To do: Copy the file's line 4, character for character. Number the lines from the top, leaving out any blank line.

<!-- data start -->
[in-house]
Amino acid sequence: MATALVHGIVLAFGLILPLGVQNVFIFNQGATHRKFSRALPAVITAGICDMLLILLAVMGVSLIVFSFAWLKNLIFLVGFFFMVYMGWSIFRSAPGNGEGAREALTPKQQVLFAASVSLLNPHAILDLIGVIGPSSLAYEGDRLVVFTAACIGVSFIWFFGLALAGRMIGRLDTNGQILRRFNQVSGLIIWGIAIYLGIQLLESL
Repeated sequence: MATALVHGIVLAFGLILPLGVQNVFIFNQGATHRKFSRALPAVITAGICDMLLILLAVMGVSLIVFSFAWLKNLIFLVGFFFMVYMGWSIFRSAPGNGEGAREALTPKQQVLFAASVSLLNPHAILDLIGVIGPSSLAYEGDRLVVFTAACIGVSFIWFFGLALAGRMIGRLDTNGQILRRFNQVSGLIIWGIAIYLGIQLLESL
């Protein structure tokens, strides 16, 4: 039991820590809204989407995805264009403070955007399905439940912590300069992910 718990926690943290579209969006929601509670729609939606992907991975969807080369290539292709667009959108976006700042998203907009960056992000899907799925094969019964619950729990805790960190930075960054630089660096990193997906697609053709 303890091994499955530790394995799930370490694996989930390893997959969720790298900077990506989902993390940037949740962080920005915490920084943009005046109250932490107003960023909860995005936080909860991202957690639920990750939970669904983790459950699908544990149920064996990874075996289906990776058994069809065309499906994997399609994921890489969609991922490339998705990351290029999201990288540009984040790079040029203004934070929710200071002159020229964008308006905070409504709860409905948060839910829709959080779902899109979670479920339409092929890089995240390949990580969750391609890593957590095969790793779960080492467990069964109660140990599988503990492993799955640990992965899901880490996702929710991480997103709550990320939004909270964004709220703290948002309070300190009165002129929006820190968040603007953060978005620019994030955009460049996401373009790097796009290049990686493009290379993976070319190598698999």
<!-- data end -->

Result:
């Protein structure tokens, strides 16, 4: 039991820590809204989407995805264009403070955007399905439940912590300069992910 718990926690943290579209969006929601509670729609939606992907991975969807080369290539292709667009959108976006700042998203907009960056992000899907799925094969019964619950729990805790960190930075960054630089660096990193997906697609053709 303890091994499955530790394995799930370490694996989930390893997959969720790298900077990506989902993390940037949740962080920005915490920084943009005046109250932490107003960023909860995005936080909860991202957690639920990750939970669904983790459950699908544990149920064996990874075996289906990776058994069809065309499906994997399609994921890489969609991922490339998705990351290029999201990288540009984040790079040029203004934070929710200071002159020229964008308006905070409504709860409905948060839910829709959080779902899109979670479920339409092929890089995240390949990580969750391609890593957590095969790793779960080492467990069964109660140990599988503990492993799955640990992965899901880490996702929710991480997103709550990320939004909270964004709220703290948002309070300190009165002129929006820190968040603007953060978005620019994030955009460049996401373009790097796009290049990686493009290379993976070319190598698999």